Canadian Forest Service Publications

Characterizing stream morphological features important for fish habitat using airborne laser scanning data

Year: 2022

Issued by: Pacific Forestry Centre

Catalog ID: 40603

Language: English

Availability: PDF (request by e-mail)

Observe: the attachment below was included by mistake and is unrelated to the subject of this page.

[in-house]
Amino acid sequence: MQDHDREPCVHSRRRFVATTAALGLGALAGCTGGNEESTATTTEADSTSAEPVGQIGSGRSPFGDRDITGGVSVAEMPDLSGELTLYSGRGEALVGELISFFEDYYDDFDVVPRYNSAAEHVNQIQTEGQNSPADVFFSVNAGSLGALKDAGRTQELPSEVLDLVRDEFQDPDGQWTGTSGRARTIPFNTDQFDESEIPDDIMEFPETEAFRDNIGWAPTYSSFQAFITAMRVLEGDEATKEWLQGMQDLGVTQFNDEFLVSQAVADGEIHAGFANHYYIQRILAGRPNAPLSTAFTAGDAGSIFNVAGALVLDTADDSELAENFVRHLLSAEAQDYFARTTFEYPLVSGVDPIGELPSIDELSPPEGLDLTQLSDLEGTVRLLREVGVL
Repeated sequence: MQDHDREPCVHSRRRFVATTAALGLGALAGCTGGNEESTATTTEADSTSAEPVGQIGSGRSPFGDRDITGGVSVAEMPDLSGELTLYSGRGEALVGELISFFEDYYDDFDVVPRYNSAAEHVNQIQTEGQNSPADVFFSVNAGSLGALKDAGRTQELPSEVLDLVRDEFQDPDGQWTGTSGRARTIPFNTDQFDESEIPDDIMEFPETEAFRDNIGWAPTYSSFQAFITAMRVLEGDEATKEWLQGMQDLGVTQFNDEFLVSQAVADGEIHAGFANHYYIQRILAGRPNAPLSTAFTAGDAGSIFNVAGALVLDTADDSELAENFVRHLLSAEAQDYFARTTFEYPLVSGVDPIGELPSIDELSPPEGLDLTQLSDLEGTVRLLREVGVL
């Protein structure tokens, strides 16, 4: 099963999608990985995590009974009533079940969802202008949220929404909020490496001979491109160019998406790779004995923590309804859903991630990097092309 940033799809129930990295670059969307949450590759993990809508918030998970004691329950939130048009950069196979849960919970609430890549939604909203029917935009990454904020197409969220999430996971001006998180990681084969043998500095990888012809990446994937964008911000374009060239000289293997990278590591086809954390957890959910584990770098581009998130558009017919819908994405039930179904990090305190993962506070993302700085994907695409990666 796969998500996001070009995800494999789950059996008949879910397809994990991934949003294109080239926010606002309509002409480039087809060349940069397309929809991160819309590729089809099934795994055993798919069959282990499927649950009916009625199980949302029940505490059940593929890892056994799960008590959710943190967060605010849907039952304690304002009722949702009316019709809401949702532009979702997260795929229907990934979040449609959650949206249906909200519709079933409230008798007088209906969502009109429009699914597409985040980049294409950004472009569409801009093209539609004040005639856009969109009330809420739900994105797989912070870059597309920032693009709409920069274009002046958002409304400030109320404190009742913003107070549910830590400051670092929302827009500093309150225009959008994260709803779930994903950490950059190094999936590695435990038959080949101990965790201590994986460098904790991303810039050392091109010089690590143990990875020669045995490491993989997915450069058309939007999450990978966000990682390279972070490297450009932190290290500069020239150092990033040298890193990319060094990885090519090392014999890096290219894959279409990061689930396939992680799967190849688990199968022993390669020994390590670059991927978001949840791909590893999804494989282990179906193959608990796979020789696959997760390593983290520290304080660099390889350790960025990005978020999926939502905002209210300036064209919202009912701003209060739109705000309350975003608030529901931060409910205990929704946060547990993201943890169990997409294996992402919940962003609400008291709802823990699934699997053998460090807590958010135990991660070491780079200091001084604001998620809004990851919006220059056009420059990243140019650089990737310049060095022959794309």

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Understanding changes in salmonid populations and their habitat is a critical issue given changing climate, their importance as a keystone species, and their cultural significance. Terrain features such as slope, gradient, and morphology, as well as forest structure attributes including canopy cover, height, and presence of on ground coarse wood, all influence the quality and quantity of salmonid habitat in forested ecosystems. The increasing availability of Airborne Laser Scanning (ALS) data for forest applications offers an opportunity to utilize these data for assessing the quality and quantity of habitat, which is often costly and difficult to characterize. ALS data provides detailed and accurate Digital Elevation Models (DEMs) under forest canopies, which in turn enable the characterization of detailed stream networks, as well as stream and terrain attributes important to salmonids. At the Nahmint watershed on Vancouver Island, British Columbia, Canada, we sampled six, 200 m long stream reaches, describing a range of terrain and stream features following standard data collection protocols. Our objective in this research was to use ALS data to estimate three attributes from the 3D point cloud and DEM that are known to be important for salmonids, including bankfull width,instream wood and discrete stream morphological units. Results indicate that ALS-based estimates had strong, significant, correlations with fieldmeasured attributes (with Pearson’s correlation of 0.80 and 0.81 for bankfull width and instream wood, respectively). Bankfull width was slightly underestimated using the ALS data (Bias =